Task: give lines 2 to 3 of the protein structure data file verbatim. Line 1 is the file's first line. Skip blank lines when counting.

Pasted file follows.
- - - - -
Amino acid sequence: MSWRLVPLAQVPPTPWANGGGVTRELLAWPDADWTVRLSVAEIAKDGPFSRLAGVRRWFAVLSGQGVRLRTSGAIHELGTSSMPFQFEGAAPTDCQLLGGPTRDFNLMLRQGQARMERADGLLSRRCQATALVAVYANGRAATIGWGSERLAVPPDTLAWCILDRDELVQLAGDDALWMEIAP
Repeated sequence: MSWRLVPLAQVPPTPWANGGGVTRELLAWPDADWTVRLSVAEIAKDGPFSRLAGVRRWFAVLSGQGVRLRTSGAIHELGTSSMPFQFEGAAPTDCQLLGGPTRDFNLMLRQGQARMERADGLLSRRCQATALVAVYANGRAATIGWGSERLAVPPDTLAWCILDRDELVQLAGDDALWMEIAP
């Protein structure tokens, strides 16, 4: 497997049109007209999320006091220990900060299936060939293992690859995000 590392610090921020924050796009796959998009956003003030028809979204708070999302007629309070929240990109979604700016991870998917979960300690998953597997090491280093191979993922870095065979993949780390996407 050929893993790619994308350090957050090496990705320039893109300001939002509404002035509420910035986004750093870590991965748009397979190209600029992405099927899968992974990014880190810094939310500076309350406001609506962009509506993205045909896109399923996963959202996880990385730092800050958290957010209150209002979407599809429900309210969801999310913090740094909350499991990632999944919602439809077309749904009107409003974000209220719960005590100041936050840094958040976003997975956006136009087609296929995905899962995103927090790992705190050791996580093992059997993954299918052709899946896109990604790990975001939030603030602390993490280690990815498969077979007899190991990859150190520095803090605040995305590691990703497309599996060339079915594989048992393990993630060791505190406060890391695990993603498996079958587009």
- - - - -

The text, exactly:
Repeated sequence: MSWRLVPLAQVPPTPWANGGGVTRELLAWPDADWTVRLSVAEIAKDGPFSRLAGVRRWFAVLSGQGVRLRTSGAIHELGTSSMPFQFEGAAPTDCQLLGGPTRDFNLMLRQGQARMERADGLLSRRCQATALVAVYANGRAATIGWGSERLAVPPDTLAWCILDRDELVQLAGDDALWMEIAP
């Protein structure tokens, strides 16, 4: 497997049109007209999320006091220990900060299936060939293992690859995000 590392610090921020924050796009796959998009956003003030028809979204708070999302007629309070929240990109979604700016991870998917979960300690998953597997090491280093191979993922870095065979993949780390996407 050929893993790619994308350090957050090496990705320039893109300001939002509404002035509420910035986004750093870590991965748009397979190209600029992405099927899968992974990014880190810094939310500076309350406001609506962009509506993205045909896109399923996963959202996880990385730092800050958290957010209150209002979407599809429900309210969801999310913090740094909350499991990632999944919602439809077309749904009107409003974000209220719960005590100041936050840094958040976003997975956006136009087609296929995905899962995103927090790992705190050791996580093992059997993954299918052709899946896109990604790990975001939030603030602390993490280690990815498969077979007899190991990859150190520095803090605040995305590691990703497309599996060339079915594989048992393990993630060791505190406060890391695990993603498996079958587009």